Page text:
But the worst, and possibly even best of this films comes through in the musical numbers. OH Lord, the musical numbers. The biggest problem with them is not just that the lyrics are lazy and generic, but that they feel the need to be so literal. Whether the lyrics were meant to fit the visuals, or the visuals were meant to fit the lyrics, something somewhere made the brilliant decision to make them match up more than 50% of the time, because just about every time we saw something on screen, Judy or Paul or Robert Goulet seemingly had to sing about it.

Let me give you an example of some of these songs, and I’ll select examples of stanzas where I just wanted to say “Oh wow. You can’t be serious.”

“Horse Won’t Talk” 

A horse may run

A horse may walk

But fortunately

The horse won’t talk

Let’s smooch, smooch, smooch

And kiss, kiss, kiss

No old gossip-puss

Will know of this

A horse may swish

A horse may bray

But all he’ll ever say

Is neigh, neigh, neigh

Clippy clop

Clippy clop

Life is sweet, Chéri

Spring is on it’s way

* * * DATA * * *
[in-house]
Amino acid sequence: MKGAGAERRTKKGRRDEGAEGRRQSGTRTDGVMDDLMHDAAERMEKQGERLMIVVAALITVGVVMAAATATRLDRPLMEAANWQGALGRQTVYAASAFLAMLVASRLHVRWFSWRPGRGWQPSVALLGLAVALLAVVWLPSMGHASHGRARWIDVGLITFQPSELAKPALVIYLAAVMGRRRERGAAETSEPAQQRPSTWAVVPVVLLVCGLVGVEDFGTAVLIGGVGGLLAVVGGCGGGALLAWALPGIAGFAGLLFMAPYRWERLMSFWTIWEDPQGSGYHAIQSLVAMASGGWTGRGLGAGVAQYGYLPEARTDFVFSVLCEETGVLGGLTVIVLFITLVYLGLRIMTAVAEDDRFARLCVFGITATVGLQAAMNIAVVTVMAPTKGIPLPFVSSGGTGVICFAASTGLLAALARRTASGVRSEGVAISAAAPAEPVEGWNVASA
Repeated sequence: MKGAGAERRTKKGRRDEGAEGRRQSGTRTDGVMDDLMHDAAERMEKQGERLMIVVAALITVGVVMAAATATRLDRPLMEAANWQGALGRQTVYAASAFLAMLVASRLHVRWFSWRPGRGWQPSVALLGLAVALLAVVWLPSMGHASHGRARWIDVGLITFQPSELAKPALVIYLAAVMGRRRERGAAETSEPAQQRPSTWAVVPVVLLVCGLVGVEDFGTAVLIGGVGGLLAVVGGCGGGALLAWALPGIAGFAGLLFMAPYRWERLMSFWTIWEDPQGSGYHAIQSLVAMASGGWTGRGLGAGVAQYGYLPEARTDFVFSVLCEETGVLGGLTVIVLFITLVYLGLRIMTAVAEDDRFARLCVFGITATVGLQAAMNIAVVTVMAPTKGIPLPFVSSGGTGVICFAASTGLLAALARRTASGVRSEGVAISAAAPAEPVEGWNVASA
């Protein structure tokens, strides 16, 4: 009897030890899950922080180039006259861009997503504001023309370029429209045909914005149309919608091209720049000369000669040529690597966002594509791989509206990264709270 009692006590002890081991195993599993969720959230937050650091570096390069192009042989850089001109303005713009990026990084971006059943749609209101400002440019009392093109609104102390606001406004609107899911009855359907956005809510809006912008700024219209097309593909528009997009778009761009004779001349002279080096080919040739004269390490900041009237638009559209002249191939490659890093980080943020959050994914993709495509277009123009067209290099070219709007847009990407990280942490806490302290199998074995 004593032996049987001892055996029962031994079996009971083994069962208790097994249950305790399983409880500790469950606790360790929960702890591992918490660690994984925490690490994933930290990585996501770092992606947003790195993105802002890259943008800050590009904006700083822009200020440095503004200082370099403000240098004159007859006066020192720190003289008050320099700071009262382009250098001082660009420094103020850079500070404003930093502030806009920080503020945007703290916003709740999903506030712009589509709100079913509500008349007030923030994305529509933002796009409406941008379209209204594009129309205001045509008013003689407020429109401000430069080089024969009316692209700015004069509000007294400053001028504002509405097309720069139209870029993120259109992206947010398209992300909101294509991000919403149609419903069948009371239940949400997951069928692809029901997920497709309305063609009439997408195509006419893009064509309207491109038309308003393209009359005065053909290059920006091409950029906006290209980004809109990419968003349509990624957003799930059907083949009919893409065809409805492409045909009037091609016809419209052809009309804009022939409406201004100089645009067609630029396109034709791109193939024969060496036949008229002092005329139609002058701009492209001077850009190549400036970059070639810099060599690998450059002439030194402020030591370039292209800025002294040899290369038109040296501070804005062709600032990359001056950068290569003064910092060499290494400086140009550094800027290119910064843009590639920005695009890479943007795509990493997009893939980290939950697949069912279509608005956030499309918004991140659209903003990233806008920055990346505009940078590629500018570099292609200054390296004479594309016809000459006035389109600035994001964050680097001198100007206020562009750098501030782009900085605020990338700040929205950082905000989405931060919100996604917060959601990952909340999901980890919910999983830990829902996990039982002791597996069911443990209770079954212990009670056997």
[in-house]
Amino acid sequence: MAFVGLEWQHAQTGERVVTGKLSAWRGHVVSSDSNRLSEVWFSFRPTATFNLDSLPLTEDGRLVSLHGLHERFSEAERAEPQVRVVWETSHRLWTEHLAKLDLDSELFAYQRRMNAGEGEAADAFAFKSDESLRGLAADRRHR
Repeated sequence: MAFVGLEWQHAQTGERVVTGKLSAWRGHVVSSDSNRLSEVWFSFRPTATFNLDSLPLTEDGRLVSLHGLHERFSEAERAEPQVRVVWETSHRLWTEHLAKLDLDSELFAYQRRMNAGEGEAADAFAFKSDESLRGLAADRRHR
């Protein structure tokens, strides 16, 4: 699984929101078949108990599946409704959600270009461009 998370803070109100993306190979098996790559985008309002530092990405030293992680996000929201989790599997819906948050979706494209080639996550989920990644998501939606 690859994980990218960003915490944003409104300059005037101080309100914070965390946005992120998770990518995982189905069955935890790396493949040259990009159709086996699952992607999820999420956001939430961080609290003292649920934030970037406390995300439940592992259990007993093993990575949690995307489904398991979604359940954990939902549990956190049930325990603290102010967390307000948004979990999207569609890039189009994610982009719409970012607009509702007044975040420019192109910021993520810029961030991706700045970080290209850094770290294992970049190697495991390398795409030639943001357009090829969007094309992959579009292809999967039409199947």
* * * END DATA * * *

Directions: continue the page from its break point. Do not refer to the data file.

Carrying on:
Snuggle up

Snuggle up

Ma petite Chéri

This kind of way of love

Ain’t hay

You can check out the whole song here with its equally awkward visuals:

Now again, I don’t fault Paul Frees for this song, he performs his usual way, making every goofy word sound the suavest or coolest that he can. But that still doesn’t change the fact that these lyrics are dorky and painfully obvious, especially when you watch the accompanying visuals.

Let’s look at another song and you’ll really start to see a pattern emerging. Now while this song is made lovely by Judy’s singing, the visuals were more the real culprit here, because by this point the movie had become very very stale, and so anything that me or my mother found hilariously awkward, obvious, or bad became side-splitting hilarious.

“Paris is a Lonely Town”

When love’s a laugh

And you’re the clown

[We see a clown]

Then paris is only another town


For the lovers clown

This down’s a weary merry go round

[We see a merry-go-round]

And round and round

The chestnus, the willow, the colors of Utrillo

[We see trees]

Paris is a lonely, dreary, oh so lonely town

Where’s that shining flower

Nearth the Eiffel tower?

[We see the Eiffel Tower]

Where’s that fairy land of gold?

But the moment we knew the songs were really uninspired was when we heard “Bubbles.” Just… just watch: